When you get a message from your kids that life is tough in one way or another, all you want to do is help and I was in the middle of cleaning out the ensuite cupboard deciding whether I should keep three mascaras and binned them all, as my phone beeped. Chee texted they had just been told at 2pm to be out of their house and into the new one as they had found a tenant for it, but they only had 3 days to move. Two little ones, one and three years old make an average day challenging, but moving house…impossible!
“How many airpoints do we have?” I asked Gilbert who was reading a book. He probably imagined another sojourn about to be suggested, and balked at my ‘book a Christchurch return trip…we’re going to help Channie move house’.
He took one look at me and saw I mean’t business and before you could blink he had us booked and I was packing my bag. “we’re on our way mate” I texted back to Chee. “Mum! He replied, I didn’t mean you had to come, I was just saying its going to be hard…” “Give it a rest Chee, Tara replied to our group text, Mum and Dad thrive on this stuff” and we actually do.
The thought of them struggling through that when we could help would never sit ok with us and besides, Nana Maureen paid it forward helping us out many times. This is our turn. We jumped on an early morning flight and were working within an hour of landing. I have to say there are not many things more rewarding than the simple stuff in life, or is my life super boring? Packing and scrubbing out cupboards, wiping windowsills and that last vacuum as we left was a great feeling. Setting up in a new house is harder when you are doing it for someone else, but Annie and I chatted about decluttering techniques and better storage ideas as we worked.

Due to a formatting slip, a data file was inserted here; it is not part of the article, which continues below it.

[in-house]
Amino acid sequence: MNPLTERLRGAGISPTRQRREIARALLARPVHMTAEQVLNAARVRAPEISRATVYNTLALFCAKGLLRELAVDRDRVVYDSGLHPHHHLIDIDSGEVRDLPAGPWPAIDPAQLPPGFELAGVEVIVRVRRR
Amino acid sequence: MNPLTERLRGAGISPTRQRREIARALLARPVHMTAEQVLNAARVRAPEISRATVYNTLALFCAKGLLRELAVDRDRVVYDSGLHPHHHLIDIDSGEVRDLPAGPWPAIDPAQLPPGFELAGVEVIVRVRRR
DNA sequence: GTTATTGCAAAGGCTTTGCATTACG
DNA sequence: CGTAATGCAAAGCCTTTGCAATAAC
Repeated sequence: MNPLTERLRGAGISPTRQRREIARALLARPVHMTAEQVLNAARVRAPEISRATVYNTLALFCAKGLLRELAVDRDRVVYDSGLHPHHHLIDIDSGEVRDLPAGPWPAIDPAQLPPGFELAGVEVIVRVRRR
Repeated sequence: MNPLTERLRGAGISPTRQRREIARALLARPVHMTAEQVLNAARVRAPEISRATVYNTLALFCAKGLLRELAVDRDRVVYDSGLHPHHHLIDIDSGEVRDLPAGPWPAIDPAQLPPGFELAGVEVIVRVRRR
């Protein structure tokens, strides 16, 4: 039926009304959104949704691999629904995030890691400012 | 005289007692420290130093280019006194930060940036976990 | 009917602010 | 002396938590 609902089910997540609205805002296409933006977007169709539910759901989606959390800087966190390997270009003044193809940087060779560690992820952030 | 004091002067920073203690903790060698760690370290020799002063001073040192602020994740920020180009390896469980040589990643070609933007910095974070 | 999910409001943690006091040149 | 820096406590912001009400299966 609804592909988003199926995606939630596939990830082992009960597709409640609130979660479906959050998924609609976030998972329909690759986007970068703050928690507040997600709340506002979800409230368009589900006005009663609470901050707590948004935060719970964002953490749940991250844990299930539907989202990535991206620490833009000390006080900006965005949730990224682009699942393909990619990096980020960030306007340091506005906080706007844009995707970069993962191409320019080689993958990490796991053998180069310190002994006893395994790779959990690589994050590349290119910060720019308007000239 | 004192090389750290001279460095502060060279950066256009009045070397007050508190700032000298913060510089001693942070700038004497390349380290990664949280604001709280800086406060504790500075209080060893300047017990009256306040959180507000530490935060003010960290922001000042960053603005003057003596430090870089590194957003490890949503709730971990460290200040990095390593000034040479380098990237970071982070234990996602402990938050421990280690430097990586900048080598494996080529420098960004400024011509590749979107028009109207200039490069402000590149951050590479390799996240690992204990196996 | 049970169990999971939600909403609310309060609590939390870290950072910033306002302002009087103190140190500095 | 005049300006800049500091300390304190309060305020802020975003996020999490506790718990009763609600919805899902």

Aneeka is in her affalant suit ‘brushing her teeth’ with a chopstick
Three year old Anneka said ‘No’ alot and one year old Piper just wandered from box to box emptying or filling as fast as we filled or emptied. We took breaks wandering around the garden with the girls and dreamed up ideas that might work. “I want a foraging kind of garden”, Annie mused. There was a long sunny wall with the strip having already been dug in a previous life and a grapevine about to burst into life stretched along it. “This will be perfect Annie. A strawberry patch at one end, Tiny Toms interspersed with gherkins, sugar snap peas and herbs at the other end.” I said as I turned the soil.
Turning my attention to the larger veg patch I gently weeded through, finding beetroot and rhubarb, silverbeet, spinach and celeraic sitting on its big bulbous bum. The weather was stunning and as I worked Gilbert fitted up a temporary barrier to keep the children from slipping through a gap in the back fence and falling down a large drain on council property! Jesus the councils make you wonder as the pompous twits are driving around locating spa pools that they think should be fenced, despite lockable solid covers. Don’t get me started on that!
One evening we met Chee at his work and he took us through the building site of a luxury home in central Christchurch, where the building regulations have been turned on their ear since the earthquake.
I know nothing about building but Chee explained the framing is laminated timber and with ply instead of building paper giving a greater strength and warmth. Being lighter overall allows it to be on floating floors that can move with the earth’s gentle rumblings or be re leveled after a big shake with jacks set in underneath.
Castleated bridges inside let water drain, and lots more clever stuff, both sustainable and cost saving in the long run in these million dollar homes. It was really interesting and will be cool to see changes on our next visit maybe. Also very cool seeing Chee learning so much.
Our four days was soon over and we were on our way home. I was pretty tired but it was a good feeling we could jump and help when needed and really did make a difference. Just paying it forward Channie, and it will be your turn one day!
Home to bed.